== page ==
Galef Renews Call to NRC to Mandate Stronger Storage Facility for Spent Fuel Rod Pool at Indian Point

Assemblywoman Sandy Galef, 90th AD, has renewed her request to the Nuclear Regulatory Commission to mandate that the spent fuel rod pool at Indian Point be housed in a stronger storage facility. In May 2002, Galef submitted a petition with over 1200 signatures from her constituents to the NRC to require a more robust building for the spent fuel rod pools on the site of the two active nuclear power plants.

Galef is pressing the NRC to require Entergy, the owner of the nuclear plants in Buchanan, to begin the process immediately to better secure the spent fuel rods for the safety of the residents living around the plant. In addition, Galef is requesting that Entergy speed up their plans to move spent fuel rods to dry cask storage.

In a letter to Galef on August 5, 2002, John A. Zwolinski, Director, Division of licensing Project Management Office of Nuclear Regulatory Regulation for the NRC, stated that, “the staff in reevaluating the NRC’s safeguards and physical security programs. After this evaluation in complete, the Commission will be able to determine whether modifications to the spent fuel pool structures and enclosures are warranted and whether additional safeguard measures should be established.”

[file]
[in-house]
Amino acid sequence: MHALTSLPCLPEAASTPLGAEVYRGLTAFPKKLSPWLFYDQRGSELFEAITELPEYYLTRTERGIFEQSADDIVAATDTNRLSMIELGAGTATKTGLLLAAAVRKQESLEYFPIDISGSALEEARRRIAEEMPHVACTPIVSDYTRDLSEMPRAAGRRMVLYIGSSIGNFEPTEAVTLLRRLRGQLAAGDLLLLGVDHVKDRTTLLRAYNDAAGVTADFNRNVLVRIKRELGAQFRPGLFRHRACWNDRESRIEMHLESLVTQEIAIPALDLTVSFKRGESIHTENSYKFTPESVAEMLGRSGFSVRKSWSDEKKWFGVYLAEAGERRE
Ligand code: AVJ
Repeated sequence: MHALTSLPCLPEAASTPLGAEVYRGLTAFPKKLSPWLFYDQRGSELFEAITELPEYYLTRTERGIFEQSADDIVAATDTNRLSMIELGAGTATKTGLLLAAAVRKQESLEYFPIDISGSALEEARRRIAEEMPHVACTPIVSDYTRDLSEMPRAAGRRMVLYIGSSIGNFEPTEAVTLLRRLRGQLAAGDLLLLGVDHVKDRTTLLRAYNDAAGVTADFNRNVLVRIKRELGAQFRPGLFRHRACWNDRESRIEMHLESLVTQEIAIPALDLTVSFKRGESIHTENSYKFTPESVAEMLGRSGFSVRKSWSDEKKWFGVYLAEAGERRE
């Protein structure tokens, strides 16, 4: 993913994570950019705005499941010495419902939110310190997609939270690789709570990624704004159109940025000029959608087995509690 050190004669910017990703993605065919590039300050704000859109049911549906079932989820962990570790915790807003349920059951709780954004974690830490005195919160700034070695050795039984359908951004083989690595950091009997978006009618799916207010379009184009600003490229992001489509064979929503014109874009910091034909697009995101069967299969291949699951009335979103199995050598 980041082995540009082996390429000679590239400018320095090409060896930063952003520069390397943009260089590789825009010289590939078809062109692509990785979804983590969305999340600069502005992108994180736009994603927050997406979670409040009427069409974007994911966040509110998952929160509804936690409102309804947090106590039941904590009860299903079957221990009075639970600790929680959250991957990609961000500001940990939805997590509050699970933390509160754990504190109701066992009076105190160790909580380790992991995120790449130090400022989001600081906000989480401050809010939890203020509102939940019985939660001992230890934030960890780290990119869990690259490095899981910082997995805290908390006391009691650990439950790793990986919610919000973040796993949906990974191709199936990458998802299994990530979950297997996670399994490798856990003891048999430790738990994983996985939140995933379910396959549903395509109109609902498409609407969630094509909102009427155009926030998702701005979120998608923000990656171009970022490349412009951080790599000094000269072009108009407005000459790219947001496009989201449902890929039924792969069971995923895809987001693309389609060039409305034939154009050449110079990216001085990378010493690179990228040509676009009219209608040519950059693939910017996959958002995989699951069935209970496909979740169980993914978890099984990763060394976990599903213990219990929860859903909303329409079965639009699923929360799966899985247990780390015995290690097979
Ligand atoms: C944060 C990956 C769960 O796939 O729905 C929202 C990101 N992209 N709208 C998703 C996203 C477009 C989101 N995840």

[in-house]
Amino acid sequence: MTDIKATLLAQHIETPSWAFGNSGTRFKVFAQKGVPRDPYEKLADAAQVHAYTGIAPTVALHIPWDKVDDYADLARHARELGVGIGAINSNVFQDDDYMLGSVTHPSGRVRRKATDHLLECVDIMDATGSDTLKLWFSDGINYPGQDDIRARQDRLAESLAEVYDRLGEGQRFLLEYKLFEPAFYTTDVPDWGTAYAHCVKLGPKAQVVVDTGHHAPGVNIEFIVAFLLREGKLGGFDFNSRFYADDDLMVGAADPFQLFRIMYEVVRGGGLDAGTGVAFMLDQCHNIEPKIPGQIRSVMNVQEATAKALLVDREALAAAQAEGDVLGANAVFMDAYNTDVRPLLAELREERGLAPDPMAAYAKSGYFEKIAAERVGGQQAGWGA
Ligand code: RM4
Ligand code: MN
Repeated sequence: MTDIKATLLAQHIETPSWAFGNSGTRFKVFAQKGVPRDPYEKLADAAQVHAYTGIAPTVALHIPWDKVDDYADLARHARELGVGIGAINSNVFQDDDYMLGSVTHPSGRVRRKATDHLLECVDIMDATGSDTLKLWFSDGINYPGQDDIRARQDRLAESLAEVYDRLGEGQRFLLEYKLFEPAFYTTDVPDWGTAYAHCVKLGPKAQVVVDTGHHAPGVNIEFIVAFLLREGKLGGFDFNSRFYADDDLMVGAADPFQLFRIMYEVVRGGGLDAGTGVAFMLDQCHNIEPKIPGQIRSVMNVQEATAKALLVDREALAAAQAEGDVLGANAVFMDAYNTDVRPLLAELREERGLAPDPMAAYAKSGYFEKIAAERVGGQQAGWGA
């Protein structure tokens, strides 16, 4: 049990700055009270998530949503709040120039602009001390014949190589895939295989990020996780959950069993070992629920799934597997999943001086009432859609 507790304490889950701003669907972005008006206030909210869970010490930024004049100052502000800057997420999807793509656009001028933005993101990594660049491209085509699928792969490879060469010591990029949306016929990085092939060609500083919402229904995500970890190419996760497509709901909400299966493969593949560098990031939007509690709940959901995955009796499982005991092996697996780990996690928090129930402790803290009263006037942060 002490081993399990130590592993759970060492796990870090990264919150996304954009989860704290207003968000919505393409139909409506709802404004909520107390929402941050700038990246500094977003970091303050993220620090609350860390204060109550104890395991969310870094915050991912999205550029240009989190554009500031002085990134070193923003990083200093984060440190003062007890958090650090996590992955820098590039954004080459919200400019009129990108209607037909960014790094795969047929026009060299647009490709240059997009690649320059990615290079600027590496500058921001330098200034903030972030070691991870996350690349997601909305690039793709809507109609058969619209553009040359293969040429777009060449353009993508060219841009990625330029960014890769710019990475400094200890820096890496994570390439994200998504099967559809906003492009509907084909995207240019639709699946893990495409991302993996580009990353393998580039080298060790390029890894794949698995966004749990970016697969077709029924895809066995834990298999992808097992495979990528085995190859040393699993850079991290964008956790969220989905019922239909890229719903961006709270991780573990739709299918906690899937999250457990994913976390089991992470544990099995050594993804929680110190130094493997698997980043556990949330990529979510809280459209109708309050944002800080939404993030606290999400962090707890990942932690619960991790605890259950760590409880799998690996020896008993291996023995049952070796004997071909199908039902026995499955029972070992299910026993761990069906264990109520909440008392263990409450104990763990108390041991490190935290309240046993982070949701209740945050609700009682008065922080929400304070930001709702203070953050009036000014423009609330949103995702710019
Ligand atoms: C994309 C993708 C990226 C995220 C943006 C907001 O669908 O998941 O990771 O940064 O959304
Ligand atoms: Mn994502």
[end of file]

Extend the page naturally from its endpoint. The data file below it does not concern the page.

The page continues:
“It is time for the NRC to conclude their studies and start to act,” stated Galef. “We must have the maximum safety measures for the storage of nuclear waste at Indian Point. There can be no compromise or delay when it comes to issues dealing with safety measures at Indian Point.”

“I believe that the spent fuel rods should ultimately be stored in dry cask storage and moved off site to the federal repository to be established at Yucca Mountain. However, since fuel rods need to be cooled in a pool for five years before they can be moved into dry cask storage. I believe that the spent fuel rod pool should be housed in a secure concrete and steel containment building, not a building with a tin roof. I will continue to fight for this important safety requirement,” concluded Galef.